A stumble, but no fumble.

A little known fact about me: I always manage to keep my cool during a crisis. It’s after the crisis that I come apart.

Well, this time it only took the promise that it would all be over and I turned into weepy goo. I almost quite literally fell apart, and even turned into a sobbing mess right in the middle of the carpool lane on the 91.

Fortunately I am married to one of the most remarkable men in the world, whose strength is my foundation. One call to him and he gave me all the insight, guidance and even the rarely used demand to get this stuff wrapped up and get home to my family immediately.

Another little known fact about me; I have the tendency to fall into self destructive patterns, and I was seriously in one the last time I lived in Los Angeles. It was the give give give and tremendous guilt if I ever asked or took anything for myself routine, and now in these new circumstances I’m trying to do it again. I take way too much on my shoulders and never, ever ask for help before I really, really need it.

And of course by then I’m a basket case.

Thankfully I’ve got a great support team with the hospice providers and the home health care coordinator. They’ve all been such a godsend, taking the reigns today when I ran into red tape trying to get my aunt and uncle released to go home today – which incidentally did not happen.

Hospice got involved and bing, bang, boom – equipment was delivered to the house and the clutter was organized and cleaned out of the house AND I don’t even have to take my aunt and uncle home personally and deal with the immediate fallout of the car situation. They’re going to organize transportation and even orientation for all their caregivers who will set the new rules for my uncle (who I anticipate will take being told he can’t return to his status quo very badly).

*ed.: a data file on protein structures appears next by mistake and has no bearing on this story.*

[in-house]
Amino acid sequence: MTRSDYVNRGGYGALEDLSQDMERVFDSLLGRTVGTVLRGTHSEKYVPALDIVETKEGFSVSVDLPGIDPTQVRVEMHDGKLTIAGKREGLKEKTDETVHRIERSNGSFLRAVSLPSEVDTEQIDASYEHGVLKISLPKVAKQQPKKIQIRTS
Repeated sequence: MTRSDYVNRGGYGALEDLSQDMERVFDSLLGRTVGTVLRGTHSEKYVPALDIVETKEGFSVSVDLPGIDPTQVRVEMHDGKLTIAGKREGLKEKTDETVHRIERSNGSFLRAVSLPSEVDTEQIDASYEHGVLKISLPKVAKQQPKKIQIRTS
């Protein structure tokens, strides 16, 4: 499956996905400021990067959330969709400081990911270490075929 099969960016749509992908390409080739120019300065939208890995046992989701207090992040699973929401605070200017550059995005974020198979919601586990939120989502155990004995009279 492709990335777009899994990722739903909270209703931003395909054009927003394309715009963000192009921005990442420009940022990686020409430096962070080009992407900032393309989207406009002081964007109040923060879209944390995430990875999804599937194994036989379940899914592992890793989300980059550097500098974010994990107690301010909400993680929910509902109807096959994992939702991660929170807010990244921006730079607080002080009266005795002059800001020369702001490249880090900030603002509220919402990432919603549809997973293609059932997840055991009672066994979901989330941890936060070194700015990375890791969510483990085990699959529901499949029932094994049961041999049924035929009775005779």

And the respect and concern with which these caregivers treat me is icing on the cake. Their concern for me very nearly matches their concern for my aunt and uncle. They’re treating this as a family to care for, not just individuals. Which is very, very cool.

I already told them I would most likely leave by the beginning of next week, so they’re prepared to take the reigns and take care of everything that I won’t be able to.

So after a very rocky afternoon, I was able to find my footing again. Not only that but even with the temptation, I didn’t resort to temporary fixes (alcohol or food) to get me through. I will likely go see someone for a little extra help with some anti-depressants, though.

No sense suffering through when I don’t have to.

Now to go to sleep and start the whole process over again tomorrow.

And tomorrow night… karaoke.


Let’s consult the stars:

“So much of your life now depends on other people that it’s difficult for you to have the autonomy you prefer. But your relationships — business and professional — are less straightforward today because unspoken feelings can alter the apparent dynamics. An unsubstantiated fear can bend you out of shape, so don’t assume there is a problem unless it’s actually mentioned. Keeping a positive outlook helps you work well with others.”



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